It will initiate research and build the evidence base on how such technologies affect society as a whole and different groups within it
The Nuffield Foundation is to establish an institute to study the social and ethical implications stemming from the use of data, algorithms, and artificial intelligence (AI) and to make certain their benefits are shared across society.
The £5m Ada Lovelace Institute, named after the 19th Century mathematician widely regarded as one of the first computer scientists, is thought to be the first of its kind in the UK.
The institute will act as an independent voice, speaking on behalf of the public interest and society, informing thinking of governments, industry, public bodies and civil society organisations, in the UK and internationally.
Over the past six months, the Nuffield Foundation has convened a partnership of leading organisations to address the need for agreed ethical frameworks and codes of practice for the use of new technologies, which have developed rapidly over recent years.
The recent public debate sparked by Cambridge Analytica’s alleged use of Facebook data underlines the importance of anticipating the ethical questions raised by emerging technologies and their application, which will be a core part of the new institute’s remit.
The institute aims to:
“Technology offers great potential to improve individual and social wellbeing, for example in early diagnosis of cancer, or improving the lives of people with disabilities,” said Dame Colette Bowe, trustee of the Nuffield Foundation and chairman of the Banking Standards Board.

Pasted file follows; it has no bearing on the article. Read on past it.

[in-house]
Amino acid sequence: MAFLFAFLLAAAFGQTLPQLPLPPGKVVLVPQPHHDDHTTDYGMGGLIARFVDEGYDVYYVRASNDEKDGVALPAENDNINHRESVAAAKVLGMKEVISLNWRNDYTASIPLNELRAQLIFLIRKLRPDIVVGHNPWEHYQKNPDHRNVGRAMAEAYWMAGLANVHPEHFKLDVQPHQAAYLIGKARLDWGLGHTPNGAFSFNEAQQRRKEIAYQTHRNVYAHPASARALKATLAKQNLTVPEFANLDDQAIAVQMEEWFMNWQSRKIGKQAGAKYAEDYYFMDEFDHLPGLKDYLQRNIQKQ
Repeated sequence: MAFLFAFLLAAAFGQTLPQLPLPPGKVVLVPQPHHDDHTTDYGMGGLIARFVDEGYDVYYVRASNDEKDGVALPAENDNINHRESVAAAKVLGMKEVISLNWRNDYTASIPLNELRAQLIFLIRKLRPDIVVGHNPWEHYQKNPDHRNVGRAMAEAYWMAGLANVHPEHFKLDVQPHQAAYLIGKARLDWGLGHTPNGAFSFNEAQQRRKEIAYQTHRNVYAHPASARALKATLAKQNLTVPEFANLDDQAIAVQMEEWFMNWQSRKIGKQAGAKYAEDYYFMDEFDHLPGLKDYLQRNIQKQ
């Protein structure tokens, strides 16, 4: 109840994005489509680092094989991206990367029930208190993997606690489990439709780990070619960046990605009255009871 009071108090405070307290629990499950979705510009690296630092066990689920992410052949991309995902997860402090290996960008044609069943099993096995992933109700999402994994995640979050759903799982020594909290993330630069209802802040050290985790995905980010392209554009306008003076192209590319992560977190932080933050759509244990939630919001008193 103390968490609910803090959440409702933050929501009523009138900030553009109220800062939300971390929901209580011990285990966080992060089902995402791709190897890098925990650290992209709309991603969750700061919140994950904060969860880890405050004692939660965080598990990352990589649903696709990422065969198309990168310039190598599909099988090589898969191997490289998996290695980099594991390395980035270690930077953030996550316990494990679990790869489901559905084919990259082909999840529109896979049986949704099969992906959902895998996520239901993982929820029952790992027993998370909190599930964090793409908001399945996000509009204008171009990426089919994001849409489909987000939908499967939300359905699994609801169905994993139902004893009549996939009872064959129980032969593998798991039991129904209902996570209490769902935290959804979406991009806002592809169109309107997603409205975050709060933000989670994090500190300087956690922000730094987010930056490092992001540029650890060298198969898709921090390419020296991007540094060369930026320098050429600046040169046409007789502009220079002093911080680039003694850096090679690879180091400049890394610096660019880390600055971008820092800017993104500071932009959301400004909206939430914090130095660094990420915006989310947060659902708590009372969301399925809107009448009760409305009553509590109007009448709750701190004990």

“However, this month we have seen the first pedestrian fatality in a self-driving car crash, leading to calls for testing programmes on public roads to be suspended. And revelations about Cambridge Analytica’s alleged use of Facebook data have heightened public concern about how data is used, with serious implications for trust in digital technologies and industry.”
She continued: “These examples show that in many cases, public scrutiny of the use of data and automated technologies only occurs when something ‘goes wrong’. Valid questions are being asked about data rights, as well as about consent, public interest and what constitutes an ethical approach. The Ada Lovelace Institute will work with its partners to ensure we have these conversations before a critical incident, with the aim of developing codes of behaviour for the application of innovations of data and AI that are deserving of public trust.”
The Nuffield Foundation is an independent charitable trust that has been at the forefront of addressing the ethical questions raised by scientific advancements. In 1991, it established the Nuffield Council on Bioethics, which, it reports, has been influential in establishing ethical frameworks for policy and regulation relating to innovations in biology and medicine.
The Nuffield Foundation has committed £5m over five years to establish the Ada Lovelace Institute. The chair of the new Institute will be appointed within the next few months, with the aim of having the Institute fully established before the end of 2018.
The contributing partners to the initiative are: the Alan Turing Institute; the Royal Statistical Society; Nuffield Council on Bioethics; the Wellcome Trust; the Royal Society; the British Academy; techUK; and Omidyar Network’s Governance & Citizen Engagement Initiative.
If you enjoyed this, you may wish to view the following:
AI’s ethical reckoning, ready or not
The UK government wants to lead in AI, seeing great potential for the economy and public services. With the push for progress, tensions between ethics and innovation are reaching a tipping point. Sarah Wray looks at what’s being done about it
Artificial intelligence early adopters already reaping rewards
India and China are much more likely to state that they are ahead of their industry competitors when it comes to AI use
Closing the gap between emerging technology and policy
New governments join Rwanda, Japan and 38 companies at the first WEF centre in San Francisco